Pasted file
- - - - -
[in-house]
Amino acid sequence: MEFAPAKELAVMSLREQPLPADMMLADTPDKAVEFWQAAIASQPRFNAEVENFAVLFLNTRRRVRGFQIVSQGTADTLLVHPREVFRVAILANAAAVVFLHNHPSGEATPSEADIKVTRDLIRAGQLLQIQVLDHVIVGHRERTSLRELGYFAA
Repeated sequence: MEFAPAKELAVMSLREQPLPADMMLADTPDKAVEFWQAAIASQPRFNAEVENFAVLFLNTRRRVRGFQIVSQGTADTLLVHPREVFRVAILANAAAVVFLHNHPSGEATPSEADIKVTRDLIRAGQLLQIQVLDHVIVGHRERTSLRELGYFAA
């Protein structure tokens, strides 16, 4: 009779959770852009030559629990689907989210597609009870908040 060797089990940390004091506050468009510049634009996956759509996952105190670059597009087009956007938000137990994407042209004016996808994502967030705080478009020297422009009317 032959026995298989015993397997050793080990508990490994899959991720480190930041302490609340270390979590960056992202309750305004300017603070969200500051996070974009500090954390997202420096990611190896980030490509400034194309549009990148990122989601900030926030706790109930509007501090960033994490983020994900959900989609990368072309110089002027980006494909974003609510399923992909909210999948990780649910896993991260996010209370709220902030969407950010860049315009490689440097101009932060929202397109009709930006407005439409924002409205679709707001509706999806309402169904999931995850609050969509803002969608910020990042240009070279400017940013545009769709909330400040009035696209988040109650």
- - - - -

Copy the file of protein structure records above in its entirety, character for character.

[in-house]
Amino acid sequence: MEFAPAKELAVMSLREQPLPADMMLADTPDKAVEFWQAAIASQPRFNAEVENFAVLFLNTRRRVRGFQIVSQGTADTLLVHPREVFRVAILANAAAVVFLHNHPSGEATPSEADIKVTRDLIRAGQLLQIQVLDHVIVGHRERTSLRELGYFAA
Repeated sequence: MEFAPAKELAVMSLREQPLPADMMLADTPDKAVEFWQAAIASQPRFNAEVENFAVLFLNTRRRVRGFQIVSQGTADTLLVHPREVFRVAILANAAAVVFLHNHPSGEATPSEADIKVTRDLIRAGQLLQIQVLDHVIVGHRERTSLRELGYFAA
């Protein structure tokens, strides 16, 4: 009779959770852009030559629990689907989210597609009870908040 060797089990940390004091506050468009510049634009996956759509996952105190670059597009087009956007938000137990994407042209004016996808994502967030705080478009020297422009009317 032959026995298989015993397997050793080990508990490994899959991720480190930041302490609340270390979590960056992202309750305004300017603070969200500051996070974009500090954390997202420096990611190896980030490509400034194309549009990148990122989601900030926030706790109930509007501090960033994490983020994900959900989609990368072309110089002027980006494909974003609510399923992909909210999948990780649910896993991260996010209370709220902030969407950010860049315009490689440097101009932060929202397109009709930006407005439409924002409205679709707001509706999806309402169904999931995850609050969509803002969608910020990042240009070279400017940013545009769709909330400040009035696209988040109650």